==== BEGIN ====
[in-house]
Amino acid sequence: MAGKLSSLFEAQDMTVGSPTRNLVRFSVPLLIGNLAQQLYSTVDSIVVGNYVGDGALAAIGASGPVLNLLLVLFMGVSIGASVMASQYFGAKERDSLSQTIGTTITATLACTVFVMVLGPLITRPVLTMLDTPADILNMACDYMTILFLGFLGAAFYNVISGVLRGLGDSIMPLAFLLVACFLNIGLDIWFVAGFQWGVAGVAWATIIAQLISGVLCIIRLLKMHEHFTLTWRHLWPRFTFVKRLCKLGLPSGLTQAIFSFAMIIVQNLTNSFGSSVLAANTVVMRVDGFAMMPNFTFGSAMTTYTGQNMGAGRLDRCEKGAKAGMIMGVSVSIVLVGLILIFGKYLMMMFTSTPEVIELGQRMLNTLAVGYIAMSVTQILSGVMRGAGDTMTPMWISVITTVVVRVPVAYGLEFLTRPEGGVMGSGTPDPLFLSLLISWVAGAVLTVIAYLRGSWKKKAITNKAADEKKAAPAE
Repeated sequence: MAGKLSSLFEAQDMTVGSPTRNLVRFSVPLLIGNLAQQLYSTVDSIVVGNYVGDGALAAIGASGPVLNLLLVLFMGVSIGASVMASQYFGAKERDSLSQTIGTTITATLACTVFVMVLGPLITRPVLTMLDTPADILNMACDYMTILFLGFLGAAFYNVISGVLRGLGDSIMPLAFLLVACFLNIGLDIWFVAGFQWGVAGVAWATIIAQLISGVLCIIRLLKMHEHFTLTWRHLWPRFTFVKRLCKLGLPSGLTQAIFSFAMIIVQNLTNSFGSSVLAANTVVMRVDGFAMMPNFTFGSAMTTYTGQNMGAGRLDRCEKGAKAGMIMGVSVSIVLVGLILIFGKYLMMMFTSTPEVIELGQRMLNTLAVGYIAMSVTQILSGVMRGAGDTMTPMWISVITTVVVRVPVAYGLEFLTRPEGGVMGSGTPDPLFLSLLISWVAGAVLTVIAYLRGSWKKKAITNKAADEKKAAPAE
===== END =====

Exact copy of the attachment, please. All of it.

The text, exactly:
[in-house]
Amino acid sequence: MAGKLSSLFEAQDMTVGSPTRNLVRFSVPLLIGNLAQQLYSTVDSIVVGNYVGDGALAAIGASGPVLNLLLVLFMGVSIGASVMASQYFGAKERDSLSQTIGTTITATLACTVFVMVLGPLITRPVLTMLDTPADILNMACDYMTILFLGFLGAAFYNVISGVLRGLGDSIMPLAFLLVACFLNIGLDIWFVAGFQWGVAGVAWATIIAQLISGVLCIIRLLKMHEHFTLTWRHLWPRFTFVKRLCKLGLPSGLTQAIFSFAMIIVQNLTNSFGSSVLAANTVVMRVDGFAMMPNFTFGSAMTTYTGQNMGAGRLDRCEKGAKAGMIMGVSVSIVLVGLILIFGKYLMMMFTSTPEVIELGQRMLNTLAVGYIAMSVTQILSGVMRGAGDTMTPMWISVITTVVVRVPVAYGLEFLTRPEGGVMGSGTPDPLFLSLLISWVAGAVLTVIAYLRGSWKKKAITNKAADEKKAAPAE
Repeated sequence: MAGKLSSLFEAQDMTVGSPTRNLVRFSVPLLIGNLAQQLYSTVDSIVVGNYVGDGALAAIGASGPVLNLLLVLFMGVSIGASVMASQYFGAKERDSLSQTIGTTITATLACTVFVMVLGPLITRPVLTMLDTPADILNMACDYMTILFLGFLGAAFYNVISGVLRGLGDSIMPLAFLLVACFLNIGLDIWFVAGFQWGVAGVAWATIIAQLISGVLCIIRLLKMHEHFTLTWRHLWPRFTFVKRLCKLGLPSGLTQAIFSFAMIIVQNLTNSFGSSVLAANTVVMRVDGFAMMPNFTFGSAMTTYTGQNMGAGRLDRCEKGAKAGMIMGVSVSIVLVGLILIFGKYLMMMFTSTPEVIELGQRMLNTLAVGYIAMSVTQILSGVMRGAGDTMTPMWISVITTVVVRVPVAYGLEFLTRPEGGVMGSGTPDPLFLSLLISWVAGAVLTVIAYLRGSWKKKAITNKAADEKKAAPAE